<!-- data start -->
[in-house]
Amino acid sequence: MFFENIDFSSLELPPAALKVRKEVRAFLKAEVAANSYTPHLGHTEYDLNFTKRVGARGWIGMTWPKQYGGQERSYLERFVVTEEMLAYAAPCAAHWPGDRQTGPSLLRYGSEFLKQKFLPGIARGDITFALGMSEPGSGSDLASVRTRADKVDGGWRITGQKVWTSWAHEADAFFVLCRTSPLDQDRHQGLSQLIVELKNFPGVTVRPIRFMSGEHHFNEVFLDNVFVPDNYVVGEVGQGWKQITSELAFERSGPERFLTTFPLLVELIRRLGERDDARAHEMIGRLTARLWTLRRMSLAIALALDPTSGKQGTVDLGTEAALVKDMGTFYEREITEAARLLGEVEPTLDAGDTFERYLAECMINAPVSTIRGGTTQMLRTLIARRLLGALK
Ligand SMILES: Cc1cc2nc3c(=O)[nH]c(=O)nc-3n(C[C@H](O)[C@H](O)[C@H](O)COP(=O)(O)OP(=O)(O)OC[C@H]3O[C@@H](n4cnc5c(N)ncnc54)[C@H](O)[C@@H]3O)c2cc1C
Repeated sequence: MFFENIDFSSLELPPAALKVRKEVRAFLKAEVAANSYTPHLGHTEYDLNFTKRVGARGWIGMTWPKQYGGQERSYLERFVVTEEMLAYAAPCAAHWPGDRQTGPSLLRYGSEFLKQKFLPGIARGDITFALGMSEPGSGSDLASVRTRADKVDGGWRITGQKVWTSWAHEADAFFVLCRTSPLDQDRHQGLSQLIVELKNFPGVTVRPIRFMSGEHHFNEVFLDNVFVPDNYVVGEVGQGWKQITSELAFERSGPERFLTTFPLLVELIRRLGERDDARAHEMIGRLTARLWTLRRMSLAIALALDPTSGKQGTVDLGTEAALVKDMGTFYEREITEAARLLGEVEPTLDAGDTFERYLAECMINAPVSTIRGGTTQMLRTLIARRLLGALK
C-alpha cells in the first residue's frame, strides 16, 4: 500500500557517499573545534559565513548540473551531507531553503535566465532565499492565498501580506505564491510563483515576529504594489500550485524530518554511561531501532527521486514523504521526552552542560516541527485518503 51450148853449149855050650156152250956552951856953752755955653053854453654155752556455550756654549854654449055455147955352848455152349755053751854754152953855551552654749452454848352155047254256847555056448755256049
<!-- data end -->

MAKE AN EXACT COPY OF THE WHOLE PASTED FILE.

[in-house]
Amino acid sequence: MFFENIDFSSLELPPAALKVRKEVRAFLKAEVAANSYTPHLGHTEYDLNFTKRVGARGWIGMTWPKQYGGQERSYLERFVVTEEMLAYAAPCAAHWPGDRQTGPSLLRYGSEFLKQKFLPGIARGDITFALGMSEPGSGSDLASVRTRADKVDGGWRITGQKVWTSWAHEADAFFVLCRTSPLDQDRHQGLSQLIVELKNFPGVTVRPIRFMSGEHHFNEVFLDNVFVPDNYVVGEVGQGWKQITSELAFERSGPERFLTTFPLLVELIRRLGERDDARAHEMIGRLTARLWTLRRMSLAIALALDPTSGKQGTVDLGTEAALVKDMGTFYEREITEAARLLGEVEPTLDAGDTFERYLAECMINAPVSTIRGGTTQMLRTLIARRLLGALK
Ligand SMILES: Cc1cc2nc3c(=O)[nH]c(=O)nc-3n(C[C@H](O)[C@H](O)[C@H](O)COP(=O)(O)OP(=O)(O)OC[C@H]3O[C@@H](n4cnc5c(N)ncnc54)[C@H](O)[C@@H]3O)c2cc1C
Repeated sequence: MFFENIDFSSLELPPAALKVRKEVRAFLKAEVAANSYTPHLGHTEYDLNFTKRVGARGWIGMTWPKQYGGQERSYLERFVVTEEMLAYAAPCAAHWPGDRQTGPSLLRYGSEFLKQKFLPGIARGDITFALGMSEPGSGSDLASVRTRADKVDGGWRITGQKVWTSWAHEADAFFVLCRTSPLDQDRHQGLSQLIVELKNFPGVTVRPIRFMSGEHHFNEVFLDNVFVPDNYVVGEVGQGWKQITSELAFERSGPERFLTTFPLLVELIRRLGERDDARAHEMIGRLTARLWTLRRMSLAIALALDPTSGKQGTVDLGTEAALVKDMGTFYEREITEAARLLGEVEPTLDAGDTFERYLAECMINAPVSTIRGGTTQMLRTLIARRLLGALK
C-alpha cells in the first residue's frame, strides 16, 4: 500500500557517499573545534559565513548540473551531507531553503535566465532565499492565498501580506505564491510563483515576529504594489500550485524530518554511561531501532527521486514523504521526552552542560516541527485518503 51450148853449149855050650156152250956552951856953752755955653053854453654155752556455550756654549854654449055455147955352848455152349755053751854754152953855551552654749452454848352155047254256847555056448755256049